Social Media Meets Politics at Wetware Wednesday
One of theÂ more interesting research centers at the University of Hawaii, to me, is theÂ Hawaii Computer-Human Interaction Lab.
“We are an interdisciplinary team of researchers interested in understanding how people use information systems and dedicated to informing design based on human performance data,” reads the HICHI (pronounced like “mai tai”) website. “We use a variety of empirical methods including formal experiments, ethnographic analysis, and participatory design.”
Okay, so that sounds a little dry. HereÂ are the titlesÂ from a few of the studies published last year:
- Politics and young adults: the effects of Facebook on candidate evaluation
- Hybrid media consumption: how tweeting during a televised political debate influences the vote decision
- Social media supporting political deliberation across multiple public spheres: towards depolarization
If you’re a political wonk who opines and debates online, the folks at HICHI mayÂ think your Facebook rants are actually meaningful. We’ve featured HICHI on Hawaii Public Radio several times, notably during election season when online political debate is at its peak. I’m not especially political, but talking about politics in the abstract and how it intersects with technology is definitely a hobby of mine.
On Wednesday, HICHI’s lead researcher Scott Robertson will be the featured speaker at the monthly Wetware Wednesday networking mixer for developers and software engineers. Robertson is wrapping up a four year,Â $948,000 grant from the National Science Foundation to study the use of social networks in political deliberation, voter decision-making, and civic participation.
Robertson is definitely someone worth meeting. I interviewed himÂ last summer, when Facebook said it was conducting research on users by manipulating their newsfeeds. He went on to publish his own thoughts in greater detail, and while he is surelyÂ a meticulous and conscientious researcher, I was mostly impressed with the strength of his personal convictions when it came to Facebook:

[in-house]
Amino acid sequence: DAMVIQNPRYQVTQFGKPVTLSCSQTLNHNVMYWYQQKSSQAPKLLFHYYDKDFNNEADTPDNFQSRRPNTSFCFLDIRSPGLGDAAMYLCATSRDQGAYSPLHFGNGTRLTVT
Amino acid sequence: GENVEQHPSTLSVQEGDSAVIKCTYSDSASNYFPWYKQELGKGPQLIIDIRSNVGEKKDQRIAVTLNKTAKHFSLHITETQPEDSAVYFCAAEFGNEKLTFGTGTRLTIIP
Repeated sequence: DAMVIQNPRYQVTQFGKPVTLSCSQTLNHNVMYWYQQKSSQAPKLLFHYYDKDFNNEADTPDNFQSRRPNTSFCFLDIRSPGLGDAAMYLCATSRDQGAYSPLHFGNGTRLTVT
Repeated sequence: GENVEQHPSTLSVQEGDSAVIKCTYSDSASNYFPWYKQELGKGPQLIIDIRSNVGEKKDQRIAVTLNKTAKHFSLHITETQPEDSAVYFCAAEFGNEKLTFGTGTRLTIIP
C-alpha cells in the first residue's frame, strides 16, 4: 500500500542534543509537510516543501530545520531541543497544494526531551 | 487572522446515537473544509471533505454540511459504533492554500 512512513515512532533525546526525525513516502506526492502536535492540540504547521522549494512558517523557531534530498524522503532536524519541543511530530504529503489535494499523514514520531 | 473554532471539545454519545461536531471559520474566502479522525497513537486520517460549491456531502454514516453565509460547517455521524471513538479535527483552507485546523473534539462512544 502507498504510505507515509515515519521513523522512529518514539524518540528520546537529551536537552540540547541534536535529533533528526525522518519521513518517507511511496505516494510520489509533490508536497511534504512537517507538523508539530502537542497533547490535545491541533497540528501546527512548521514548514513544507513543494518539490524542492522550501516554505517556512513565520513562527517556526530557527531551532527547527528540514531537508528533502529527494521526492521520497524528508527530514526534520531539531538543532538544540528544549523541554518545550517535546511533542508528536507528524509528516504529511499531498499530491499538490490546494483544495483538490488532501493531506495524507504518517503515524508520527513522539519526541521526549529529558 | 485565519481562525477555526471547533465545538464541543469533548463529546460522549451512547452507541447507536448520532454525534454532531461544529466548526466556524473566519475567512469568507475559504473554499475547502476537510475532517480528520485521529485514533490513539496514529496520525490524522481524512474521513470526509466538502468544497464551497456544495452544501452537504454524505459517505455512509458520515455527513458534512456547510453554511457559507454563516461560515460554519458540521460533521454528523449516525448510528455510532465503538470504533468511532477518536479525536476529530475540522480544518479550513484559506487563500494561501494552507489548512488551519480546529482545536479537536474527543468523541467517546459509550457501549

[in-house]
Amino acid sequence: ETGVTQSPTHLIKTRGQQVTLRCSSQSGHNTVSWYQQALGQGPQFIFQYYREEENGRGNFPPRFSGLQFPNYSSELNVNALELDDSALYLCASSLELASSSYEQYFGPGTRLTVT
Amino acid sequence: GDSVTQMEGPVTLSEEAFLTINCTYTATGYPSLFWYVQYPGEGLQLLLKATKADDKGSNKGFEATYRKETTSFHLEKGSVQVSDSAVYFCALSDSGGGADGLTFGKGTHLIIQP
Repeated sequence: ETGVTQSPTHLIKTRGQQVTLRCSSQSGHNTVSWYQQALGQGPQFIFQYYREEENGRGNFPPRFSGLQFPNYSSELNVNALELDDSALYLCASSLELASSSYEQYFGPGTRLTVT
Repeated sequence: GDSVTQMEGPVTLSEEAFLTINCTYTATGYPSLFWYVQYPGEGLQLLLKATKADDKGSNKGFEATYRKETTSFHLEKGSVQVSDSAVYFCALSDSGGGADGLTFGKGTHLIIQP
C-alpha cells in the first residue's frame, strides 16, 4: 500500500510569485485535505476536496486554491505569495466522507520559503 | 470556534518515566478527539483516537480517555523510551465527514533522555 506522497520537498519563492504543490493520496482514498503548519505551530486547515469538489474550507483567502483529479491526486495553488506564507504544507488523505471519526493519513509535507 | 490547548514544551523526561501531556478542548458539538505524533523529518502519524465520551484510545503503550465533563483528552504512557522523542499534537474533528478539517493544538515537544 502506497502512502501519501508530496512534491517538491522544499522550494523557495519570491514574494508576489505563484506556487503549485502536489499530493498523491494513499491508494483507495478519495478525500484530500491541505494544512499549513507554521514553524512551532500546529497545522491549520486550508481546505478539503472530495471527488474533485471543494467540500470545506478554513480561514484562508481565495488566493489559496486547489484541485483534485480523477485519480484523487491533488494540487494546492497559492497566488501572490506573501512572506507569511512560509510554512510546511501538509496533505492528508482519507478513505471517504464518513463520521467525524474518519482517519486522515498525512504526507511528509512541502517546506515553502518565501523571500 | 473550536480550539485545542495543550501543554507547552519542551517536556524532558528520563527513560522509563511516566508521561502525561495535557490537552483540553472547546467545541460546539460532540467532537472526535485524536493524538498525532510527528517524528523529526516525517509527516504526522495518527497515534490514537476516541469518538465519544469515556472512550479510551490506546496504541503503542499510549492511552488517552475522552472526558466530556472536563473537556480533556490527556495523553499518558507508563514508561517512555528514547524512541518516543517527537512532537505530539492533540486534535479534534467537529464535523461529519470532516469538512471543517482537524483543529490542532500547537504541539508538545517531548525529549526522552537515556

Personally, I utterly deplore the surveillance society that we have built for ourselves, an environment in which Facebook plays but a small part. If I had my way, I would make it illegal to offer discounts to customers in exchange for turning their personal buying habits into a commodity for someone else â€” which, switched around, is the same thing as making people pay to maintain their privacy. Personally, I think that owning a personâ€™s behavioral data and then buying and selling what you know about the activities of citizens in the marketplace is close to owning, buying and selling people and should be outlawed as a violation of human rights.
But heÂ acknowledges that his views are far from the mainstream, and concludes that what Facebook did was barely a blip on the ethics radar… at least “in the identity-sucking, nonstop-eavesdropping, ego-marketing society that we have built and in which we live.”
The January mixer is being sponsored by the UHÂ Department of Information and Computer Sciences, which will be promoting an upcoming mobile hackathon.Â TheÂ 24-hour app development challenge is cosponsored by the department, Blue Startups, and AT&T, and will take place from Feb. 13 through Feb. 14, Valentine’s Day.
Wetware Wednesday is taking place on the UH Manoa campus (in Hemenway Courtyard outside Manoa Gardens) from 6-8 p.m. on Jan. 28. For more information, visit the HTDC’s Wetware Wednesday web page, or like the Wetware Wednesday page on Facebook.